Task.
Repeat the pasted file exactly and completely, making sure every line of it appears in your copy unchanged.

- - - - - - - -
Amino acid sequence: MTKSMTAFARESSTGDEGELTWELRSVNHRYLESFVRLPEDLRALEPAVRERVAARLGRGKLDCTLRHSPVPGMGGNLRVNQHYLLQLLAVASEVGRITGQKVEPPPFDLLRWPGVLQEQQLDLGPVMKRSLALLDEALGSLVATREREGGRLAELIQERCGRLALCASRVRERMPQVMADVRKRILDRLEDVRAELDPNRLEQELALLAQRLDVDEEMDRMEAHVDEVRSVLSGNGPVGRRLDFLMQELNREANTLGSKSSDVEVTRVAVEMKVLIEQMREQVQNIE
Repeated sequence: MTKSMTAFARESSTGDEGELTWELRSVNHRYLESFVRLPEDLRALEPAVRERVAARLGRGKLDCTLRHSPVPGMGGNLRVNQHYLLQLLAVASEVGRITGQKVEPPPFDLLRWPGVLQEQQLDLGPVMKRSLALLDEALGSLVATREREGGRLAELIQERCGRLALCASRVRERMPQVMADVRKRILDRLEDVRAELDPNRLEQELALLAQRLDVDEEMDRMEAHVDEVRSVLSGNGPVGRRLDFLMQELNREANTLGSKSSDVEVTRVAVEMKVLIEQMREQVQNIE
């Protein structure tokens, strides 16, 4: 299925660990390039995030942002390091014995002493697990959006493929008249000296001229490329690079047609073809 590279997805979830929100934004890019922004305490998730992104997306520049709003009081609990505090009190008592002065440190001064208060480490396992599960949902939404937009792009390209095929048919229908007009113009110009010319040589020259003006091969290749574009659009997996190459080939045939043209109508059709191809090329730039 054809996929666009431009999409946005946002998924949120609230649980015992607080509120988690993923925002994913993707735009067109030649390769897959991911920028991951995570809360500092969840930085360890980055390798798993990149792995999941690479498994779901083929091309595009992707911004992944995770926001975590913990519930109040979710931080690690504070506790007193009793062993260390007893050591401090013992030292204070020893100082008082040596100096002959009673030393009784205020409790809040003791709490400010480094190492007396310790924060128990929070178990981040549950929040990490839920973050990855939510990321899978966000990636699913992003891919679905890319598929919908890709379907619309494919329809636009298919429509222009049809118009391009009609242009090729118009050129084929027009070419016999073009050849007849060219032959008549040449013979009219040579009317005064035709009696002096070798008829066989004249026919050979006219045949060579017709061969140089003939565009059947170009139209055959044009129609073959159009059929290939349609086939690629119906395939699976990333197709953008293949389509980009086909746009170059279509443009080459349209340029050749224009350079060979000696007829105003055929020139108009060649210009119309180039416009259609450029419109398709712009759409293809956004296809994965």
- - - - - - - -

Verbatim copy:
Amino acid sequence: MTKSMTAFARESSTGDEGELTWELRSVNHRYLESFVRLPEDLRALEPAVRERVAARLGRGKLDCTLRHSPVPGMGGNLRVNQHYLLQLLAVASEVGRITGQKVEPPPFDLLRWPGVLQEQQLDLGPVMKRSLALLDEALGSLVATREREGGRLAELIQERCGRLALCASRVRERMPQVMADVRKRILDRLEDVRAELDPNRLEQELALLAQRLDVDEEMDRMEAHVDEVRSVLSGNGPVGRRLDFLMQELNREANTLGSKSSDVEVTRVAVEMKVLIEQMREQVQNIE
Repeated sequence: MTKSMTAFARESSTGDEGELTWELRSVNHRYLESFVRLPEDLRALEPAVRERVAARLGRGKLDCTLRHSPVPGMGGNLRVNQHYLLQLLAVASEVGRITGQKVEPPPFDLLRWPGVLQEQQLDLGPVMKRSLALLDEALGSLVATREREGGRLAELIQERCGRLALCASRVRERMPQVMADVRKRILDRLEDVRAELDPNRLEQELALLAQRLDVDEEMDRMEAHVDEVRSVLSGNGPVGRRLDFLMQELNREANTLGSKSSDVEVTRVAVEMKVLIEQMREQVQNIE
């Protein structure tokens, strides 16, 4: 299925660990390039995030942002390091014995002493697990959006493929008249000296001229490329690079047609073809 590279997805979830929100934004890019922004305490998730992104997306520049709003009081609990505090009190008592002065440190001064208060480490396992599960949902939404937009792009390209095929048919229908007009113009110009010319040589020259003006091969290749574009659009997996190459080939045939043209109508059709191809090329730039 054809996929666009431009999409946005946002998924949120609230649980015992607080509120988690993923925002994913993707735009067109030649390769897959991911920028991951995570809360500092969840930085360890980055390798798993990149792995999941690479498994779901083929091309595009992707911004992944995770926001975590913990519930109040979710931080690690504070506790007193009793062993260390007893050591401090013992030292204070020893100082008082040596100096002959009673030393009784205020409790809040003791709490400010480094190492007396310790924060128990929070178990981040549950929040990490839920973050990855939510990321899978966000990636699913992003891919679905890319598929919908890709379907619309494919329809636009298919429509222009049809118009391009009609242009090729118009050129084929027009070419016999073009050849007849060219032959008549040449013979009219040579009317005064035709009696002096070798008829066989004249026919050979006219045949060579017709061969140089003939565009059947170009139209055959044009129609073959159009059929290939349609086939690629119906395939699976990333197709953008293949389509980009086909746009170059279509443009080459349209340029050749224009350079060979000696007829105003055929020139108009060649210009119309180039416009259609450029419109398709712009759409293809956004296809994965």